She recognized Stark. The legendary detective had the highest closure rate in homicide. He’d been there since she joined the department thirteen years ago and showed no sign of retiring. His thick silvery hair and mustache were contrasted by black eyebrows. His gray eyes bored into her.

Diaz leaned forward. “We are conducting a joint initial interview of Detective Cruz regarding the use of deadly force during the arrest of an individual suspected of transporting heroin.”

Diaz glanced at the man next to him. “Detective Stark is leading the criminal investigation, and I am conducting the departmental investigation into this matter.”

She faced quadruple jeopardy. An officer could be terminated, sued and jailed for any use of force deemed unjustified. Finally, a federal case could be brought for violating a suspect’s civil rights. The departmental and criminal interrogations usually occurred separately, but they’d informed her they would conduct the initial interview jointly and then split the investigations. She clenched her fingers, unsure if the deviation from protocol was good or bad for her.

Stark’s rumbling baritone cut through the silence. “Detective Cruz, you’ve been advised of your rights and you’ve also signed an official Notice of Investigation. You have elected not have an attorney or a union representative present for this interview. Is that correct?”

She nodded.

“Detective Cruz, you have to speak. The voice recorder will not reflect that you nodded our head in agreement.”

“Yes, I was read my rights, received my NOI, and waived counsel.” 

Stark shook open a pair of reading glasses, put a notepad on his lap and pulled out a pen. 

He’s a dinosaur. She wondered if he used a typewriter for his reports. She glanced at Diaz, who propped an iPad on the table and unfolded a keyboard.

“Detective Cruz,” Stark slid the glasses onto a crease halfway down his long nose. “How did you develop intelligence about the shipment?”

“I have a confidential informant who’s a member of the Villalobos cartel. I can’t provide his name outside my direct chain of command, but he’s officially registered as my CI at the Drug Enforcement Bureau.”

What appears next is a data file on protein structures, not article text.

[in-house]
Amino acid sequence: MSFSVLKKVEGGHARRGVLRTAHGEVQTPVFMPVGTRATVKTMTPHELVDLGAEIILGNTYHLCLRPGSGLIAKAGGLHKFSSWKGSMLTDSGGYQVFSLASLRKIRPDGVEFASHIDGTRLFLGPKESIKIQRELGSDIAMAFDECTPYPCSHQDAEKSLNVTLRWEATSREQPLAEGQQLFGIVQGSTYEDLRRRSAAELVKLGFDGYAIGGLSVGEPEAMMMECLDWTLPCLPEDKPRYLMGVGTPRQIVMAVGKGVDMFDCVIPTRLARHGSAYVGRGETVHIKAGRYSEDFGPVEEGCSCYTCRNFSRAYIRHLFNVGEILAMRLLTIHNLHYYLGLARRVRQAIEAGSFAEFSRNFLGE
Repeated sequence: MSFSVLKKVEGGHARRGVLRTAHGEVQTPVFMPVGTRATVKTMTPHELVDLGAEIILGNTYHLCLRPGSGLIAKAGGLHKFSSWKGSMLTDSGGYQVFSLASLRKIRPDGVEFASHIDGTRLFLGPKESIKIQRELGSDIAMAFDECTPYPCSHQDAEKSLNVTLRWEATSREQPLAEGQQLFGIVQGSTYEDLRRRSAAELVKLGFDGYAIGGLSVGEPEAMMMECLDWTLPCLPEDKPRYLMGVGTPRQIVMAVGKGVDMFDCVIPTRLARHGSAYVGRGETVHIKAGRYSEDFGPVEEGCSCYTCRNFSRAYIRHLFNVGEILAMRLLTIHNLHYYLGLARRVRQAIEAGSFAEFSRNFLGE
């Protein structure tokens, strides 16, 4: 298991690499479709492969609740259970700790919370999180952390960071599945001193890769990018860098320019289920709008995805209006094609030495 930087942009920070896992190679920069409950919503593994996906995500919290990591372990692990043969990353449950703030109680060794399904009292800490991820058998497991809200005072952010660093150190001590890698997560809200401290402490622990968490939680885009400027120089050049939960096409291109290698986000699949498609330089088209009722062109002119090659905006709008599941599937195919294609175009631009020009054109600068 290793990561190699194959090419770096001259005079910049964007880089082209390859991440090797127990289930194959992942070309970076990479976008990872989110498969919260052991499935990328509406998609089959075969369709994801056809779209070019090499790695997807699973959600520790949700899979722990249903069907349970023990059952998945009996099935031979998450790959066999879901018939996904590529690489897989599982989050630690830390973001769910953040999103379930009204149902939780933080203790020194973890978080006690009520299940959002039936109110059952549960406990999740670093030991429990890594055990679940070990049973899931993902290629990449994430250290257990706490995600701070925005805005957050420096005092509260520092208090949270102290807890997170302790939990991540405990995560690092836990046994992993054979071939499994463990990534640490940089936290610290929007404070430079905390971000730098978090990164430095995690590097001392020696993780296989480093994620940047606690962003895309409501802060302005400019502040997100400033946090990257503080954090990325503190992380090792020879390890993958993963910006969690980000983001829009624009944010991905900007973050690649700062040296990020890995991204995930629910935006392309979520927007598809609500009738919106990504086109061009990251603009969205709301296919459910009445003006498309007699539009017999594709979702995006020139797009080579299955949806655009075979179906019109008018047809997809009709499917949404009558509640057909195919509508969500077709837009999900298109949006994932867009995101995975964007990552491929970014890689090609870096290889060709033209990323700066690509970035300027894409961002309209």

This would be her strategy, she decided. Answer all of their background questions in detail. Appear forthcoming. “He’s been feeding me info about shipments and other Villalobos family business for the past two years. After a couple of months, I had the first major bust from his intel. I asked my Sergeant for a task force exclusively to run interdictions on the cartel.”

Diaz adjusted his screen. “For the record, an interdiction is what DEB detectives call it when you intercept a delivery in transit?”

“Yes. We’ve seized tons of drugs, thousands of weapons, and millions in cash, vehicles and other property.”

“How is your task force set up?” Stark asked.

“My supervisor, Sergeant Fromm, coordinates it. We have agents from the FBI, DEA, U.S. Marshal’s Office, National Guard, the state police and several local departments. We operate out of the fusion center at DEB headquarters.”

Stark appeared to contemplate her response. “So the Phoenix Police Department has oversight of the task force?”

“We do. The Villalobos cartel uses Phoenix as its U.S. distribution hub. Since we’re a large department with a lot of resources, the Feds are happy to support us as long as they get a piece of the action when we make a big seizure.”

Diaz leaned forward. “What about jurisdiction?”

“All Phoenix officers on the task force are deputized as federal marshals. It gives us a lot more arrest and prosecution power and we don’t have to worry about jurisdiction if we leave the city. We’ve had to do that sometimes when my CI gives me something outside Phoenix.”

Diaz narrowed his eyes. “What you’re saying is that Sergeant Fromm is technically in charge of the task force, but you set the agenda because they’re working from your intel?”

She needed to be careful here. “The Feds on our task force have access to international databases and the latest equipment. They also come in handy when diplomatic issues are involved, but Fromm put me on point. Since it’s my CI, I’m in charge of picking the target shipments so I don’t burn him.”

Diaz considered her for a long moment. “How do you choose the shipments?”

“Interdictions take a lot of advance work and planning. I couldn’t stop every single shipment. I targeted the ones that would cause the most damage to the cartel. The operations I set up were some of the largest in the history of our department.”

“What’s your end game with the cartel?” Diaz asked.

“I’ve been building a racketeering case against Bartolo Villalobos. He’s the family member who runs their entire trafficking division. If I don’t catch him in possession, it will probably take me another year to compile enough evidence to hold up against the best lawyers drug money can buy.”

Diaz quirked a brow. “In possession?”

Veranda nodded. “My CI told me we’ve seized so much of the cartel’s product that Bartolo would personally oversee today’s shipment. My goal was to catch him with the tractor trailer at his warehouse. Then I could use evidence from the previous interdictions to tie him in to all of it. Unfortunately, he was one step ahead of us. The warehouse was empty.”